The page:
How the Supervision, Performance Assessment, and Recognition Strategy is Improving Health Services across Uganda
Districts in Uganda faced many problems in managing medicines and health supplies. Health facilities often placed orders for medicines and health commodities without reviewing their consumption rate—how much they had been using—which led to both the expiration and stock-out of vital medicines. Medicines were also prescribed without following treatment guidelines, which when coupled with inadequate information and instructions during dispensing, left patients dangerously confused.
The US Agency for International Development (USAID)-funded, Management Sciences for Health (MSH)-led Securing Ugandans’ Right to Essential Medicines (SURE) program collaborated with the Ministry of Health’s Pharmacy Division to develop the Supervision, Performance Assessment, and Recognition Strategy (SPARS) to increase health workers’ ability to manage medicines through on-the-job training and support from a new cadre of medicines management supervisors (also referred to as MMS). What distinguishes SPARS from previous supervision strategies is that the medicines management supervisors visit facilities regularly and measure progress using a standardized assessment tool with 25 indicators. The recognition aspect of the strategy is a reward scheme for both medicines management supervisors and health facilities that meet targets— medicines management supervisors rewards range from t-shirts to netbooks, while facilities can receive stock books, dispensing trays, shelves, or community recognition events.
Our system for stock management has improved. We update our stock cards regularly and carry out a physical count every month, which we never used to do in the past. Our orders are based on consumption and we keep enough stock to last up to the next delivery.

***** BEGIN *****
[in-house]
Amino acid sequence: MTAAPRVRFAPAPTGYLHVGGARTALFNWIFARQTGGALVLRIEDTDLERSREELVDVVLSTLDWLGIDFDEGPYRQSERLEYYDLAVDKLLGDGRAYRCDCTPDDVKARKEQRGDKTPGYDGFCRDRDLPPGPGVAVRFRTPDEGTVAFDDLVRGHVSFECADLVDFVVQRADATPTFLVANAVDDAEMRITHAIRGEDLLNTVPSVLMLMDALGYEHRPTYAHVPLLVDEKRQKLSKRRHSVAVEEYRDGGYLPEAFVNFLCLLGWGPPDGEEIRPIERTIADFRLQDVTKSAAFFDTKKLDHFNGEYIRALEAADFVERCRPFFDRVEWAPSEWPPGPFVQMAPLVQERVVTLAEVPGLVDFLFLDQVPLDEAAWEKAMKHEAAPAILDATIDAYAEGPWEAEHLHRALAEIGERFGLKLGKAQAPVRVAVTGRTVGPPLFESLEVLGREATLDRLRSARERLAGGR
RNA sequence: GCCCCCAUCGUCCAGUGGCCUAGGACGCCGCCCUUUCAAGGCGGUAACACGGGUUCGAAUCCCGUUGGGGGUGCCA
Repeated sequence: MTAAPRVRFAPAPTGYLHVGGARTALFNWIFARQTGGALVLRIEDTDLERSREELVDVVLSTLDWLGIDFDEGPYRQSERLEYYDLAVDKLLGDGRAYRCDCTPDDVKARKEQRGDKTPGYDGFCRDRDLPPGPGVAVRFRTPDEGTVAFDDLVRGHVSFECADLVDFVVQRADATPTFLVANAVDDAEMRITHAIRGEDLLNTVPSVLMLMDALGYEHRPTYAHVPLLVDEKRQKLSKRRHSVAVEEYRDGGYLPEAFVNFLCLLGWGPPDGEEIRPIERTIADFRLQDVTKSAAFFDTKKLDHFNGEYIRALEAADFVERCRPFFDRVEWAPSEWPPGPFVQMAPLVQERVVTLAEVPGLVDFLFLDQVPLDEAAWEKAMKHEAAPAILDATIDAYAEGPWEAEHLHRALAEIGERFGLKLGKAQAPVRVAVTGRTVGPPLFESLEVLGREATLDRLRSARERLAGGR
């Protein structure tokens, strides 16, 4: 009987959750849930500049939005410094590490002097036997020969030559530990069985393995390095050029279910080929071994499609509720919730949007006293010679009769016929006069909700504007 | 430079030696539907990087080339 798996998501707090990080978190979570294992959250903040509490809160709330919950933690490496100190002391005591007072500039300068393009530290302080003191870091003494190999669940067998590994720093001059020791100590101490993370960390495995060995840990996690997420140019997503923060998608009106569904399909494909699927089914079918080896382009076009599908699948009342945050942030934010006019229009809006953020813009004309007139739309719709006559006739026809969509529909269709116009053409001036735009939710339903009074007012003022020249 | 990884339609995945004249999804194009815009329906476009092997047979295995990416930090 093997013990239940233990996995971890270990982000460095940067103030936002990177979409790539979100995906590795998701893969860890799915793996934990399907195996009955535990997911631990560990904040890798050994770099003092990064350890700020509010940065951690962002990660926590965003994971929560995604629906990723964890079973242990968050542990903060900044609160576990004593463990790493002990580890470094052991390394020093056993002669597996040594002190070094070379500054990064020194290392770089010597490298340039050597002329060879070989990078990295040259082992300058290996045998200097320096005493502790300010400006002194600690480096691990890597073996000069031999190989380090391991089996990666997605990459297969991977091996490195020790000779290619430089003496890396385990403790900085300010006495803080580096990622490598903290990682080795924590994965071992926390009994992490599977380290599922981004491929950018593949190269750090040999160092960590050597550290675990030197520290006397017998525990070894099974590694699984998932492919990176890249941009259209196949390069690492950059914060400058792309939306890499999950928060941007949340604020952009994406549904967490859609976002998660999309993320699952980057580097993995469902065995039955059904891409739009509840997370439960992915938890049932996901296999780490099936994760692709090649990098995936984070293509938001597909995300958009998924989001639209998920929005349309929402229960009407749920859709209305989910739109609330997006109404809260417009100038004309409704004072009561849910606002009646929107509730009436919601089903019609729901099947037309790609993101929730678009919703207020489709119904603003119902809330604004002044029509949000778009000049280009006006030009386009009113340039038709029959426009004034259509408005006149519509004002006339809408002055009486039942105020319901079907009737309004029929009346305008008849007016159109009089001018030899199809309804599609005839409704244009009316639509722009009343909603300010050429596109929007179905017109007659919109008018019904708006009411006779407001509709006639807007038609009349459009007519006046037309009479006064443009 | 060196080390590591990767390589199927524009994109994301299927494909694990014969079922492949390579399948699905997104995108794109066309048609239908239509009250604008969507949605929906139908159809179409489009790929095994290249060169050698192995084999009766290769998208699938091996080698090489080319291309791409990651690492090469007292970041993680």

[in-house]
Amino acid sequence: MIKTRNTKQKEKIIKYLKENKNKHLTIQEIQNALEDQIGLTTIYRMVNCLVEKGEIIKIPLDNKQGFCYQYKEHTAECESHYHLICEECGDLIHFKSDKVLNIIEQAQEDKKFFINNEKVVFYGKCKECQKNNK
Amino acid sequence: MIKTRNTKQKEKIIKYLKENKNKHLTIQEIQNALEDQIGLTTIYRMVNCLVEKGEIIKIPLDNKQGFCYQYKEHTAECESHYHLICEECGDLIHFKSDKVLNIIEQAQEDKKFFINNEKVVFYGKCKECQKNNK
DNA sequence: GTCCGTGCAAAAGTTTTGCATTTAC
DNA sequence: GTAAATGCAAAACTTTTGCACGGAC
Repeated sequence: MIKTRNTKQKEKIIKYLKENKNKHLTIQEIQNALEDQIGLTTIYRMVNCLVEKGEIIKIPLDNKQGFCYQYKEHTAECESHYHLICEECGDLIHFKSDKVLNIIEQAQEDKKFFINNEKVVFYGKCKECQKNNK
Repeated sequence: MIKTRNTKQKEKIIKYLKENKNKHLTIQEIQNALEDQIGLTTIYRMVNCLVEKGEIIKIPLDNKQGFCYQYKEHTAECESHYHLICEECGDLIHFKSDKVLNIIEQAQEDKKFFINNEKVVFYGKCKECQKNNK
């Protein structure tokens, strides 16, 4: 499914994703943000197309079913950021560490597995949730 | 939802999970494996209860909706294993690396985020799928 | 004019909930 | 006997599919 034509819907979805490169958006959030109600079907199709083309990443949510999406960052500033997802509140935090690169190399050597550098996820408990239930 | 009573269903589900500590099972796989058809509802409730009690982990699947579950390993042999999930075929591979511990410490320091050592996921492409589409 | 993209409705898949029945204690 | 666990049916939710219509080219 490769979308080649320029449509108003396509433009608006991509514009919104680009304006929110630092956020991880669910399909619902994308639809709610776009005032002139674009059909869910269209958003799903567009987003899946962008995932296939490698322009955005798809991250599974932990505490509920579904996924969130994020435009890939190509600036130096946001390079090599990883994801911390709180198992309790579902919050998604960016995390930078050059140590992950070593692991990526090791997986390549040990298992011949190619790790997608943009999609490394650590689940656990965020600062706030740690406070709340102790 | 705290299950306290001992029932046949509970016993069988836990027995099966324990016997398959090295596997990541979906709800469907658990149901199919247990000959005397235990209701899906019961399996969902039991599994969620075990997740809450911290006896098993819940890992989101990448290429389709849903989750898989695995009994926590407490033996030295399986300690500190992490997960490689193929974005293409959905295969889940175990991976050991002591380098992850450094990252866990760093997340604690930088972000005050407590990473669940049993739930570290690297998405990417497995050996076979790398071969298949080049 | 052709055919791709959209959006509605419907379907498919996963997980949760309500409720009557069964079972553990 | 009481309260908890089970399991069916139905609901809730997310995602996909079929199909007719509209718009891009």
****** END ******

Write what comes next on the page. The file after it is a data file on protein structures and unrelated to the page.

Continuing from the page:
—Lebu Akim, Stores Assistant, Koboko Health Center IV, Uganda
Medicines management supervisors are district employees who are expected to spend an estimated five days a month on SPARS, in addition to their other duties; incorporating the program into the existing human resource structure helps assure sustainability. Medicines management supervisors are trained in stock and storage management, ordering, reporting, dispensing, prescribing, and how to measure performance in these areas. In addition, they receive instruction in mentoring and communication. Medicines management supervisors collect facility performance data by reviewing records during supervisory visits, observing practices, and talking to patients. They also answer questions and provide encouragement to the facility staff. Medicines management supervisors learn how to accurately record their data in netbooks and send it via Internet.
By using a standard performance assessment, SURE can analyze the data and produce district-level reports that help the MMS identify and target areas of poor performance, allow facility staff to compare their performance to others’ and show progress over time, and give the District Health Officer an idea of how well facilities are doing,
This is the first time we are getting a report on general performance of our facilities. After reading through the report, I went and visited the best two performing facilities and the worst performing facility in Masaka district. I noticed a very big difference. We shall from today on participate in assessment of these facilities by going out together with the supervision teams.
—Dr. Stuart Musisi, District Health Officer, Masaka District, Uganda
SPARS has led to significant improvement in health facility practices in all the five indicator categories as illustrated in figure below. Overall, the average increase in health facilities’ scores is 70 percent from visit one to five.
As a result of these positive changes, the Uganda Ministry of Health adopted SPARS as a national strategy and it is now being implemented in 106 out of the 112 districts in Uganda. The SURE program indirectly works in 59 districts and has provided support to 11 partners who are rolling out the strategy in the remaining districts. SURE program support includes training MMS and sharing expertise and tools for SPARS implementation.
Introduction of the SPARS tool in early 2011 increased capacity for the district in commodity management issues and ensuring that medicines and health supplies management is always on the agenda of the district health management team and district leadership. We have witnessed improved efficiencies leading to minimal wastage compared to the era of medicines expiring in districts.
—Dr. Elly Tumushabe, District Health Officer Mukono District
Updated, January 29, 2015